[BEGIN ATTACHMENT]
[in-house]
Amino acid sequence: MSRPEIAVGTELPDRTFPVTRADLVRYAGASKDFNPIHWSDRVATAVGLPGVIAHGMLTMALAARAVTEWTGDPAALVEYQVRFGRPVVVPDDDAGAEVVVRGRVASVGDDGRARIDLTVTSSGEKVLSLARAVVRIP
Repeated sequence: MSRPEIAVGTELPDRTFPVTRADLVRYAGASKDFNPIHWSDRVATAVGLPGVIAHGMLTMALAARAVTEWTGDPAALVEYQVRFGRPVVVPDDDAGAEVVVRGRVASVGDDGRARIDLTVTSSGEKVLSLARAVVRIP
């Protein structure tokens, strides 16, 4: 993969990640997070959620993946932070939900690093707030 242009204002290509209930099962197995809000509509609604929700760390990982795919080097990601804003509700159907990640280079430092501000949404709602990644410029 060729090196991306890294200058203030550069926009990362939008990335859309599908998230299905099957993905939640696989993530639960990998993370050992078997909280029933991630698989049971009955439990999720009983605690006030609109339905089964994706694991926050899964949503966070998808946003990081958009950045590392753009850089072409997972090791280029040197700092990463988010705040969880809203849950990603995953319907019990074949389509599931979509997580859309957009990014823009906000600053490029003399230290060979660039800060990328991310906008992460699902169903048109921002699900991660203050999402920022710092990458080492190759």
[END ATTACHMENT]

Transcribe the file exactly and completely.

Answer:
[in-house]
Amino acid sequence: MSRPEIAVGTELPDRTFPVTRADLVRYAGASKDFNPIHWSDRVATAVGLPGVIAHGMLTMALAARAVTEWTGDPAALVEYQVRFGRPVVVPDDDAGAEVVVRGRVASVGDDGRARIDLTVTSSGEKVLSLARAVVRIP
Repeated sequence: MSRPEIAVGTELPDRTFPVTRADLVRYAGASKDFNPIHWSDRVATAVGLPGVIAHGMLTMALAARAVTEWTGDPAALVEYQVRFGRPVVVPDDDAGAEVVVRGRVASVGDDGRARIDLTVTSSGEKVLSLARAVVRIP
């Protein structure tokens, strides 16, 4: 993969990640997070959620993946932070939900690093707030 242009204002290509209930099962197995809000509509609604929700760390990982795919080097990601804003509700159907990640280079430092501000949404709602990644410029 060729090196991306890294200058203030550069926009990362939008990335859309599908998230299905099957993905939640696989993530639960990998993370050992078997909280029933991630698989049971009955439990999720009983605690006030609109339905089964994706694991926050899964949503966070998808946003990081958009950045590392753009850089072409997972090791280029040197700092990463988010705040969880809203849950990603995953319907019990074949389509599931979509997580859309957009990014823009906000600053490029003399230290060979660039800060990328991310906008992460699902169903048109921002699900991660203050999402920022710092990458080492190759």